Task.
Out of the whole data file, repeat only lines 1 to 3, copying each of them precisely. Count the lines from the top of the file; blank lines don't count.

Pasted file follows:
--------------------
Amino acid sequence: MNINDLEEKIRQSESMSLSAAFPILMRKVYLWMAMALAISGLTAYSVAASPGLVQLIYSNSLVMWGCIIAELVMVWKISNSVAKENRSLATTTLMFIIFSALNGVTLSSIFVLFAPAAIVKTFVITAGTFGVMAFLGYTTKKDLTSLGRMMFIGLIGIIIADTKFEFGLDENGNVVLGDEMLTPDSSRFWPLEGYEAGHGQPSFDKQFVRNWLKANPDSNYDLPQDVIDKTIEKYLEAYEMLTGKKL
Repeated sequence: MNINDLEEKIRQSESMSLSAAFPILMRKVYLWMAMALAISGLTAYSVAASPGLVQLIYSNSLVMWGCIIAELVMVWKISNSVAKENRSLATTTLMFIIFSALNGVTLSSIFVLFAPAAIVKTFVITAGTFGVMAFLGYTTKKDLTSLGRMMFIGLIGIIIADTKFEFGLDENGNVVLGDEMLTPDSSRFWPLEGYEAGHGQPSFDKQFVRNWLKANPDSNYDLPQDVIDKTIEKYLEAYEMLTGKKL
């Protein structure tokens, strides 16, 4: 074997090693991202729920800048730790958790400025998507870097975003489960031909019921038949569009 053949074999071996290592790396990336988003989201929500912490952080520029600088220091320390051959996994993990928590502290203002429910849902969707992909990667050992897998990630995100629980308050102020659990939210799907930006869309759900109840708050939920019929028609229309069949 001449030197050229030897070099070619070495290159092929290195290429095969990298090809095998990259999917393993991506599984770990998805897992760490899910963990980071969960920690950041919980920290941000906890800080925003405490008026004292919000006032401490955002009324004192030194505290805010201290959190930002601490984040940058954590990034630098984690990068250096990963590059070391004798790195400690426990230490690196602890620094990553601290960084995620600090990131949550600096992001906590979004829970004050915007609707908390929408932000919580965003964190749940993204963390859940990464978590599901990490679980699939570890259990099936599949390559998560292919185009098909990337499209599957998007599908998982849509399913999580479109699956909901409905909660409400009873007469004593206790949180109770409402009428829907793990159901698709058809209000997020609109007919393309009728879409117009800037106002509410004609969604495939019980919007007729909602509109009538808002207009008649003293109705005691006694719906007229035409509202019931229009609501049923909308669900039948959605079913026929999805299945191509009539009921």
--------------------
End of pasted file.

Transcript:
Amino acid sequence: MNINDLEEKIRQSESMSLSAAFPILMRKVYLWMAMALAISGLTAYSVAASPGLVQLIYSNSLVMWGCIIAELVMVWKISNSVAKENRSLATTTLMFIIFSALNGVTLSSIFVLFAPAAIVKTFVITAGTFGVMAFLGYTTKKDLTSLGRMMFIGLIGIIIADTKFEFGLDENGNVVLGDEMLTPDSSRFWPLEGYEAGHGQPSFDKQFVRNWLKANPDSNYDLPQDVIDKTIEKYLEAYEMLTGKKL
Repeated sequence: MNINDLEEKIRQSESMSLSAAFPILMRKVYLWMAMALAISGLTAYSVAASPGLVQLIYSNSLVMWGCIIAELVMVWKISNSVAKENRSLATTTLMFIIFSALNGVTLSSIFVLFAPAAIVKTFVITAGTFGVMAFLGYTTKKDLTSLGRMMFIGLIGIIIADTKFEFGLDENGNVVLGDEMLTPDSSRFWPLEGYEAGHGQPSFDKQFVRNWLKANPDSNYDLPQDVIDKTIEKYLEAYEMLTGKKL
């Protein structure tokens, strides 16, 4: 074997090693991202729920800048730790958790400025998507870097975003489960031909019921038949569009 053949074999071996290592790396990336988003989201929500912490952080520029600088220091320390051959996994993990928590502290203002429910849902969707992909990667050992897998990630995100629980308050102020659990939210799907930006869309759900109840708050939920019929028609229309069949 001449030197050229030897070099070619070495290159092929290195290429095969990298090809095998990259999917393993991506599984770990998805897992760490899910963990980071969960920690950041919980920290941000906890800080925003405490008026004292919000006032401490955002009324004192030194505290805010201290959190930002601490984040940058954590990034630098984690990068250096990963590059070391004798790195400690426990230490690196602890620094990553601290960084995620600090990131949550600096992001906590979004829970004050915007609707908390929408932000919580965003964190749940993204963390859940990464978590599901990490679980699939570890259990099936599949390559998560292919185009098909990337499209599957998007599908998982849509399913999580479109699956909901409905909660409400009873007469004593206790949180109770409402009428829907793990159901698709058809209000997020609109007919393309009728879409117009800037106002509410004609969604495939019980919007007729909602509109009538808002207009008649003293109705005691006694719906007229035409509202019931229009609501049923909308669900039948959605079913026929999805299945191509009539009921």